R&B Tour to Torrey Notes
Start date: July 16th, 2007
Where: Park City Utah Time: TBA
East on State Rd. 248 Kearns Blvd.
St. Rd. 195 Browns Canyon Jordanelle Resevoir
South on State Rd. 32 Weber River Valley
Short stop Kamas 200 s. Phillips 66
South on State Rd. 32 Francis
Spring Hollow Rd. straight through light
East on Lower River Rd.
East on State Rd. 35 Woodland Provo River Valley
Wolf Creek Pass South Fork Provo River.
Wolf Creek Summit
Stop Breakfast Hanna
South on State Rd. 35 Tabiona
South on State Rd. 87 Duchesne Turns into 2100 W.
West on Main St.
South on 100 W. Pause Regroup Turns into US Hwy. 191
Left fork Indian Canyon
Castle Gate Mine
South on US Hwy. 6 Helper
West on North Main
Stop Holiday Oil Gas and a rest
North on US Hwy. 6 Price Canyon
West on State Rd. 96 Pause Regroup Spring Canyon
Scofield Mud Creek
West on State Rd. 264 Eccles Canyon
Skyline mine & conveyor
Upper Huntington Creek
Upper Electric Lake
Stop Skyline Drive rest
South on State Hwy. 31 Left Fork Huntington Cr. Huntington Canyon
South on Main St.Hwy.10
Stop Harts gas Station
South on Main St.Hwy.10 Hot, Long, Boring
Emery South on 300 E. Pause Regroup
Country Rd. 912 Miller Canyon
West I-70 Douglas Valley Wash
Ivy Creek Bench
Exit State Hwy. 72
Stop under the overpass in the shade to rehydrate!
South on State Hwy. 72 Freemont Junction
Round Spring Draw
Last Chance Creek
State Hwy 25 Pause Regroup Plat Canyon Road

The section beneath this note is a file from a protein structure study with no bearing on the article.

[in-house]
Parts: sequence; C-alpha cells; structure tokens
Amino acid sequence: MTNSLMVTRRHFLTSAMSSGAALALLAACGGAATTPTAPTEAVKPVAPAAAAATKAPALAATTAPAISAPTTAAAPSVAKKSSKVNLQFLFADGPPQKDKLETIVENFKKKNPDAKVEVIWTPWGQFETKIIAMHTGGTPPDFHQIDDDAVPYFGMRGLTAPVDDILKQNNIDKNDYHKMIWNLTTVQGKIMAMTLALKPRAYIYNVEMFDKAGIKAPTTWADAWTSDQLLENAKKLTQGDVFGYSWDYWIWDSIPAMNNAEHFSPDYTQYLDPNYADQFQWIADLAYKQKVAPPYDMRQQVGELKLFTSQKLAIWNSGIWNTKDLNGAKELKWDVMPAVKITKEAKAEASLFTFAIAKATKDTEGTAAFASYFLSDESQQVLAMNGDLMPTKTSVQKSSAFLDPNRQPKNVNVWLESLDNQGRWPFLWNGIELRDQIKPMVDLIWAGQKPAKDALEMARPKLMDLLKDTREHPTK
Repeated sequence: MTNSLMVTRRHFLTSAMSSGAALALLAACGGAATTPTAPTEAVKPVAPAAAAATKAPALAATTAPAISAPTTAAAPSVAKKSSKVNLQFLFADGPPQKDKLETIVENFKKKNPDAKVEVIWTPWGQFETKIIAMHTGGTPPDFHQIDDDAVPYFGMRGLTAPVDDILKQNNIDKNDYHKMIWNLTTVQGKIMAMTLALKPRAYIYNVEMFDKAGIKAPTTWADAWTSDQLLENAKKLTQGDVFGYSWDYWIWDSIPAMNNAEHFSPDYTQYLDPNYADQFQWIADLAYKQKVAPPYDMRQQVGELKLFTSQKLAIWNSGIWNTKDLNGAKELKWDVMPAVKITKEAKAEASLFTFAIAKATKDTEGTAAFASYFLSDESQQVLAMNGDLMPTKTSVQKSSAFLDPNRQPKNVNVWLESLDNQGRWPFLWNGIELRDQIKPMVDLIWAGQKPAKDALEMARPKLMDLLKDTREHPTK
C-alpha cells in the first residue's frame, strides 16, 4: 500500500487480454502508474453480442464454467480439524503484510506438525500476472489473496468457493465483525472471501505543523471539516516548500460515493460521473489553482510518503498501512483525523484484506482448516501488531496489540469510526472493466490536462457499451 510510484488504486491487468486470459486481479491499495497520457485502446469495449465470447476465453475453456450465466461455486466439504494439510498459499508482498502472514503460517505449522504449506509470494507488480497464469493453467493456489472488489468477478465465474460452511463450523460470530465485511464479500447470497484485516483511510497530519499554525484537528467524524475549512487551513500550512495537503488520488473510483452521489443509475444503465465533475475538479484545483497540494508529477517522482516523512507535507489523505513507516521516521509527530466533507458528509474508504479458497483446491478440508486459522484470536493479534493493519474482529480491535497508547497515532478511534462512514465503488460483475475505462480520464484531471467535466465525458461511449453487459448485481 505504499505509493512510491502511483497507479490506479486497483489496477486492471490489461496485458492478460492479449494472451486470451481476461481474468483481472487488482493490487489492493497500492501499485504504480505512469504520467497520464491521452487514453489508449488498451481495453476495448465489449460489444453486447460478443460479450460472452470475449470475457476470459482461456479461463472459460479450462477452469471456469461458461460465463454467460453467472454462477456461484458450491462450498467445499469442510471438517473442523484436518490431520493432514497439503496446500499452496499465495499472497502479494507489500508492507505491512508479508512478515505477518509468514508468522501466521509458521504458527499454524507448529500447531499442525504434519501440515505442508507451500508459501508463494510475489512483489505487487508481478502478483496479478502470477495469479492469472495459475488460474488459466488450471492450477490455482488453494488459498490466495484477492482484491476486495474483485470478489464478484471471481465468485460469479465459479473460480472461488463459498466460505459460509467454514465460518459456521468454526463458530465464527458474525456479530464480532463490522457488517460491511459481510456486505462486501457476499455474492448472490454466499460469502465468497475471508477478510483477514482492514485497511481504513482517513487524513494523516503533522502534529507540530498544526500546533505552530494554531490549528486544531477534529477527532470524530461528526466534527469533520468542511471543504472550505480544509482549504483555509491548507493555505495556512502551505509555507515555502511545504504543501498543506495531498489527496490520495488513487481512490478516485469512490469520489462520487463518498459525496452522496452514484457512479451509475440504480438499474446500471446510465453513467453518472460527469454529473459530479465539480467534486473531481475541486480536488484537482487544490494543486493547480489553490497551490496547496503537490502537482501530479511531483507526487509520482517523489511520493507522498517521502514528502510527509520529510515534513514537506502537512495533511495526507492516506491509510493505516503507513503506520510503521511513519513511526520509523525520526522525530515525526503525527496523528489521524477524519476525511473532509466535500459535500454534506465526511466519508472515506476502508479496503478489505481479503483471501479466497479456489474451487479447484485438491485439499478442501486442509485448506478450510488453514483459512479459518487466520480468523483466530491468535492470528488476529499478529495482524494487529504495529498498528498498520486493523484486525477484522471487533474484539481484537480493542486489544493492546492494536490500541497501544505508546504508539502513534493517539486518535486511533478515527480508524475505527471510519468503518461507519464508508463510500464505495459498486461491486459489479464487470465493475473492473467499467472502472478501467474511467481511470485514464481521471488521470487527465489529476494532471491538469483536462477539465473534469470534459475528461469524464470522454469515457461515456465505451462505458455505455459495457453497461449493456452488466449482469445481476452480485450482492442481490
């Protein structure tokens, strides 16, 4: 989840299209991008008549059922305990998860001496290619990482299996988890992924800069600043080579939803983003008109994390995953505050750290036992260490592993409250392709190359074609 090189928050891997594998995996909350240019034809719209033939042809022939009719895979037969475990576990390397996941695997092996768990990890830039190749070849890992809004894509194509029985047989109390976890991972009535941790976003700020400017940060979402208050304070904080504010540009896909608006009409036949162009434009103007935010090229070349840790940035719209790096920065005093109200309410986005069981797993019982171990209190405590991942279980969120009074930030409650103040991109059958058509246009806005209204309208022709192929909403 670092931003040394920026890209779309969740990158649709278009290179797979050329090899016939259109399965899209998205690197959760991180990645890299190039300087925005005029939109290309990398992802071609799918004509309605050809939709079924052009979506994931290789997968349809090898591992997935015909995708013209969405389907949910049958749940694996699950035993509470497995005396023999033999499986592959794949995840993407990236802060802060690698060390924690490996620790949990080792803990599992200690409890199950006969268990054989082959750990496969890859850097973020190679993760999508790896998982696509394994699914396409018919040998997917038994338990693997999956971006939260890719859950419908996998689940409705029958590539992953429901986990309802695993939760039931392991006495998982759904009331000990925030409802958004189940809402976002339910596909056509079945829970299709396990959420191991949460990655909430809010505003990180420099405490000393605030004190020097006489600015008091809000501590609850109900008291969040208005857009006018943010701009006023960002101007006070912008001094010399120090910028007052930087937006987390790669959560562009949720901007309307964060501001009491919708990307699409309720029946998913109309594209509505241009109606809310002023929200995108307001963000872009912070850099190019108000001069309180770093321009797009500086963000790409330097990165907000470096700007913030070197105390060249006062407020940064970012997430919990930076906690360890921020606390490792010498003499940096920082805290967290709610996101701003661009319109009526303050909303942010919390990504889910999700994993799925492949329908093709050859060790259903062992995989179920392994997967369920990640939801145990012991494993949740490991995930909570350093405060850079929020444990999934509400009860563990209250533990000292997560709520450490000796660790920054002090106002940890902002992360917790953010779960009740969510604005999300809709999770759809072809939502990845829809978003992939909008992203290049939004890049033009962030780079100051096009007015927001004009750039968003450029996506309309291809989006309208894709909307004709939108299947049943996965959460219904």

Stop Fish Lake Lodge Dinner Fish Lake
East State Hwy. 25
South on State Hwy. 72 Fremont
East on State Hwy. 24 Lyman
Thousand Lakes Campground in Torrey, Utah
Hell’s Backbone Off-Road Tour Notes
Start date: July 18th, 2007
Where: Rally Headquarters Time: 10:00am
Riders meeting at 9:30. Sign-up ends at this time.
Fish Lake Ride Notes
Start date: July 19th, 2007
Where: Rally Headquarters Time: 10:00am
Note: 93 miles to gas – fill tank!
Friday, July 20th Ride Highlights
Torrey is one of the gateways to Scenic Byway 12 and also a gateway to Capitol Reef National Park. The town was settled in the 1880s and named Torrey with the opening of the Post Office in 1898.
Larb Hollow Overlook
Here you will find interpretive wayside panels and views to the three peaks of the Henry Mountains, Navajo Mountain near the Arizona border and across the Waterpocket Fold in Capitol Reef National Park.
Steep Creek Overlook
Here you have another breathtaking view of more than 100 miles on a clear day. Boulder Mountain is a recreation area for all outdoorsmen. This "Land a One Thousand Lakes" is a sportsman's dream with many secluded mountain lakes and streams supporting rainbow and brook trout.
As Scenic Byway 12 climbs and traverses Boulder Mountain you travel a roadway that was paved as recently as 1985. Homestead Overlook treats you to breathtaking vistas from Capitol Reef to Navajo Mountain.
The town of Boulder was settled in 1889, and was the last town in the United States to receive mail by mule. The milk and cream carried by the mules on the way to Escalante often turned to butter on the rough road. Stockmen seeking green summer pastures found the area on the south side of Boulder Mountain a desirable location and eventually some of them made Boulder their year-round home.
Anasazi State Park Museum
Visitors to Anasazi State Park Museum will go back in time to 1050 A.D. when the Fremont and Kayenta Anasazi occupied the area. An estimated 200 people lived here, making it one of the largest Anasazi communities west of the Colorado River. Take a self-guided tour through the partially excavated village and visit the museum to view the artifacts and exhibits.